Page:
"Innocent." Recently incarcerated capital punishment inmate on appeal
Johnny Winfield - Missouri DR
Executed - Michael Rodriguez - Texas Death Row - Scheduled Execution
Start : Thursday 14 August 2008, 22:00
End : Thursday 14 August 2008, 22:00
Michael Rodriguez - Texas Death Row - Scheduled Execution for August 14, 2008
Victims: Police Officer Aubrey Hawkins
The Crime: Rodriguez is one the Texas 7 that escaped from TDCJ and murdered a police officer while committing a robbery of a sporting goods store. He had requested to forego all appeals and to be executed. It was approved. Below is the result:
Texas death row inmate found competent to waive federal habeas review.
On September 27, 2007, Chief Judge Fish of the Northern District of Texas issued an order granting Michael Rodriguez’s pro se request to dismiss his federal habeas petition. Rodriguez v. Quarterman, 2007 WL 2809914 (N.D. Tex. Sept. 27, 2007). Judge Fish adopted the Magistrate Judge’s findings that Rodriguez is competent to waive his right to federal habeas review and that his decision is knowing and voluntary.
News: LIVINGSTON — Michael Rodriguez remembers the exhilaration of newfound freedom as he rode in the back of a stolen truck, knowing he and six of his fellow convicts had staged an improbably successful escape from a maximum security Texas prison.
Then he recalls seeing his photo on national TV and grasping the reality that their grandiose Hollywood-style plan to rob a Nevada casino had gone terribly awry. He and his fellow fugitives were being hunted everywhere as the killers of a suburban Dallas police officer, Aubrey Hawkins.
This week, Rodriguez, a participant in one of Texas' most notorious prison breaks, is set to become the first of the six surviving members of the infamous "Texas 7" — all of them now on death row — to go to the death chamber.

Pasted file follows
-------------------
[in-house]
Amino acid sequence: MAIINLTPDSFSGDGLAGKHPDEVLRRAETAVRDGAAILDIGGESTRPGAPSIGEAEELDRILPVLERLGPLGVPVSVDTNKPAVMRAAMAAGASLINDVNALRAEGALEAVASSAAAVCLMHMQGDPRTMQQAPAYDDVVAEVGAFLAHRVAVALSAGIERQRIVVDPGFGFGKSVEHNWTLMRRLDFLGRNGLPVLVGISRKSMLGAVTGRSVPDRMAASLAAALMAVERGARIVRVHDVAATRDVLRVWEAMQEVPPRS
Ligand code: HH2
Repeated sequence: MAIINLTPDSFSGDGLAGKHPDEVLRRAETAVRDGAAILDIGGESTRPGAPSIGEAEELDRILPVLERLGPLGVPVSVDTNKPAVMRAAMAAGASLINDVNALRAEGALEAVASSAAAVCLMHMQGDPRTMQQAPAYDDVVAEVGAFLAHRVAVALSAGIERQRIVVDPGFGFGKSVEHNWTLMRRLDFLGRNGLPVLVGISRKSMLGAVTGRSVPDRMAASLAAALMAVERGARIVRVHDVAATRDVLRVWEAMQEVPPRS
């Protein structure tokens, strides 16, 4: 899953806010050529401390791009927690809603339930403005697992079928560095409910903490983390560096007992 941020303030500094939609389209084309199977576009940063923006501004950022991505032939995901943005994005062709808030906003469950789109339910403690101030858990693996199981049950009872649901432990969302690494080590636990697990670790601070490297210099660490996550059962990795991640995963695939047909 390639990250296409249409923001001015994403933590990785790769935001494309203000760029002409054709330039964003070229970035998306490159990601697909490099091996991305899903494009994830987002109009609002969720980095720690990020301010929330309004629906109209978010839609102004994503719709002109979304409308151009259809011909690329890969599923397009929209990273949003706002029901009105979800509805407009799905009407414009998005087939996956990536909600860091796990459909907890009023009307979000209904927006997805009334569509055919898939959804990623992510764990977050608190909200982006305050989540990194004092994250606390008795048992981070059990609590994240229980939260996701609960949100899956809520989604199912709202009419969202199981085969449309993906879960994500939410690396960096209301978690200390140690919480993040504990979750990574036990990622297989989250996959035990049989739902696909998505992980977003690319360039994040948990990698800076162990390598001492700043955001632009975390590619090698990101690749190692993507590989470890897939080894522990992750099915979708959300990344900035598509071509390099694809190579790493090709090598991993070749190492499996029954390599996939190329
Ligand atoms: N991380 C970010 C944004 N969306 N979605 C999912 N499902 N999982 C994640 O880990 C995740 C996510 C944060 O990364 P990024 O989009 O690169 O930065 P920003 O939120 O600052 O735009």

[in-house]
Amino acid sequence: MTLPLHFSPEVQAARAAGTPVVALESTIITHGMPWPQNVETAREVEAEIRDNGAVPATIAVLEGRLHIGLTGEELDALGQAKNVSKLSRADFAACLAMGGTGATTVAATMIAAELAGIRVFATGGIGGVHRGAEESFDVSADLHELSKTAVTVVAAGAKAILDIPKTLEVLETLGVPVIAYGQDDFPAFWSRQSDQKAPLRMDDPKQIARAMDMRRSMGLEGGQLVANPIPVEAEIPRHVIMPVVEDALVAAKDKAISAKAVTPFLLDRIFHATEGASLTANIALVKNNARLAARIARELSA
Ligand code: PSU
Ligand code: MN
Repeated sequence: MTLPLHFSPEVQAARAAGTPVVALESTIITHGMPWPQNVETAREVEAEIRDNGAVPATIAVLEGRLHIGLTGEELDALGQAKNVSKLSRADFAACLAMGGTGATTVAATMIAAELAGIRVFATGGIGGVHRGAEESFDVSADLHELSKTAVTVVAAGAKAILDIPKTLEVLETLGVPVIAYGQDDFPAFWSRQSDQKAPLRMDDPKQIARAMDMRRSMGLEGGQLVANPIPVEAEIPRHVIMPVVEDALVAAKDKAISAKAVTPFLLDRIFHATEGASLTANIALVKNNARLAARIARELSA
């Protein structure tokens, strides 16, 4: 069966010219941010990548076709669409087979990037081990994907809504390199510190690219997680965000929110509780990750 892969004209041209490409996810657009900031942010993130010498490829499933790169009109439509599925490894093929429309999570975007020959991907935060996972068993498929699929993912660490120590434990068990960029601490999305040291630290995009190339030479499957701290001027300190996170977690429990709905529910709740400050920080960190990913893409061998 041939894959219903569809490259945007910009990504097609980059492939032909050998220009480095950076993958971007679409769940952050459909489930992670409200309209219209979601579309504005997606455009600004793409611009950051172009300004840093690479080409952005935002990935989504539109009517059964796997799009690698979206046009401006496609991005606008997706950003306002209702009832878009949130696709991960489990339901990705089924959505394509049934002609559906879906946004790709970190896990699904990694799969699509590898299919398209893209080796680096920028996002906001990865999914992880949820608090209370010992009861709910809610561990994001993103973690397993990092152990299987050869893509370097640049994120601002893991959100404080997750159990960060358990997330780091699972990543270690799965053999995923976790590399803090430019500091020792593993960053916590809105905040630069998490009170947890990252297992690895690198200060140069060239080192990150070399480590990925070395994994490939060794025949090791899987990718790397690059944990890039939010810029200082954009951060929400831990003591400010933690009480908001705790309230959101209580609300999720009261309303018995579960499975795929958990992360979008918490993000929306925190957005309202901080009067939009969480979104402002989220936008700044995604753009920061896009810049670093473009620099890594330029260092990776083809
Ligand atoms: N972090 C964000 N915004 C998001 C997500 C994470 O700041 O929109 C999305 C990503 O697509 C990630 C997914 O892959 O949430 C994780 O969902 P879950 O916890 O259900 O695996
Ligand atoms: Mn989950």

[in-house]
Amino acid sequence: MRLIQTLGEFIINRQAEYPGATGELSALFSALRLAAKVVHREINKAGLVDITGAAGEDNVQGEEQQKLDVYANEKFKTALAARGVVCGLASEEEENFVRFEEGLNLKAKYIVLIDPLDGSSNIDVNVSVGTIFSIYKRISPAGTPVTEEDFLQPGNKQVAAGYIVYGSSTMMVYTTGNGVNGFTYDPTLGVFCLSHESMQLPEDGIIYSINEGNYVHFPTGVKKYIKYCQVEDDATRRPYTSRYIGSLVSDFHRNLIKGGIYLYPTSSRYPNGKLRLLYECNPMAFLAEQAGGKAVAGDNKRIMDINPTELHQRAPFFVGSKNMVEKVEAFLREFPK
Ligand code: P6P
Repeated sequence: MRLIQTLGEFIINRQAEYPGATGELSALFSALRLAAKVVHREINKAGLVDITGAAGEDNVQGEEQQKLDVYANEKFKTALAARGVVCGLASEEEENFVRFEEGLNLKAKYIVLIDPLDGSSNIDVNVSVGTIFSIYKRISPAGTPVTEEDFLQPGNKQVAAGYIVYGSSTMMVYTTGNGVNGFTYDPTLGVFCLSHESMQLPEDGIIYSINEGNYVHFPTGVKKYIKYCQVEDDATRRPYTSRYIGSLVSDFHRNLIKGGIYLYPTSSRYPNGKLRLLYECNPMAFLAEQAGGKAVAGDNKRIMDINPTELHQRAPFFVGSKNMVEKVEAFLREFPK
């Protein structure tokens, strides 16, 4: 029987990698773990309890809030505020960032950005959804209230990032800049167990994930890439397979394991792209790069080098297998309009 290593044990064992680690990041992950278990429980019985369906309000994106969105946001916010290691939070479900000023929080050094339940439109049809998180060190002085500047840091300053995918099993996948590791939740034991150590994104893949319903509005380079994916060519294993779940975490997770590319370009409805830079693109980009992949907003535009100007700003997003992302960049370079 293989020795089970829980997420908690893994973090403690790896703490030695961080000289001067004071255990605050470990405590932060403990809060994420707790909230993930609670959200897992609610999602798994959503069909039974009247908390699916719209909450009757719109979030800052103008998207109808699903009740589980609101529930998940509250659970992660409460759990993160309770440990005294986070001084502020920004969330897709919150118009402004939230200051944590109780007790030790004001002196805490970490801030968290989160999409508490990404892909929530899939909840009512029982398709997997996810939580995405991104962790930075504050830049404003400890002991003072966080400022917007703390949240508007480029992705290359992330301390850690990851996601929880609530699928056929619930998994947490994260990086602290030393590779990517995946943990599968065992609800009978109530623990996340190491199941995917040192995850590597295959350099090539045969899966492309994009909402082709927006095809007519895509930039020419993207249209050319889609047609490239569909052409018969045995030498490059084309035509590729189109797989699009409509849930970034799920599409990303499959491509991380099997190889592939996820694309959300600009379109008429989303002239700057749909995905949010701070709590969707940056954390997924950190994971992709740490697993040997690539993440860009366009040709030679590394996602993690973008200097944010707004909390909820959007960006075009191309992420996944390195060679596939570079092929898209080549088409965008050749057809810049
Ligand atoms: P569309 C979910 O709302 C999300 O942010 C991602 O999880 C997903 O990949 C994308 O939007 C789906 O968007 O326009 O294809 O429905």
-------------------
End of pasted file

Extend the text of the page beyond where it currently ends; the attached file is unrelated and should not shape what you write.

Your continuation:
"I'm glad we got caught, so no one else would get hurt," Rodriguez said, discussing with a reporter for the first time his involvement in the crime spree eight years ago.
"It was so thrilling that we actually got away with it," he said of the December 2000 break from the Texas Department of Criminal Justice Connally Unit in South Texas. "But after Mr. Hawkins got killed, and I saw Peter Jennings on the TV news with our pictures, I thought: 'Oh my God, Oh my God. Am I in trouble!' "
After some six weeks on the lam, the gang finally was captured in Colorado. One of the seven escapees killed himself as authorities closed in.
"We started to believe in the delusion," Rodriguez said of their continuing success evading an intense manhunt and their plans to knock off a casino. "I'm glad it ended when it did. It would have been a mess."
This week's execution, set for Thursday, is a punishment Rodriguez, 45, said he's been seeking and is welcoming.
"I have a lot of people here telling me how unfair the system is," he told The Associated Press. "At some point in our lives, you have to have some sort of accountability. I can't see how people in my situation deny that."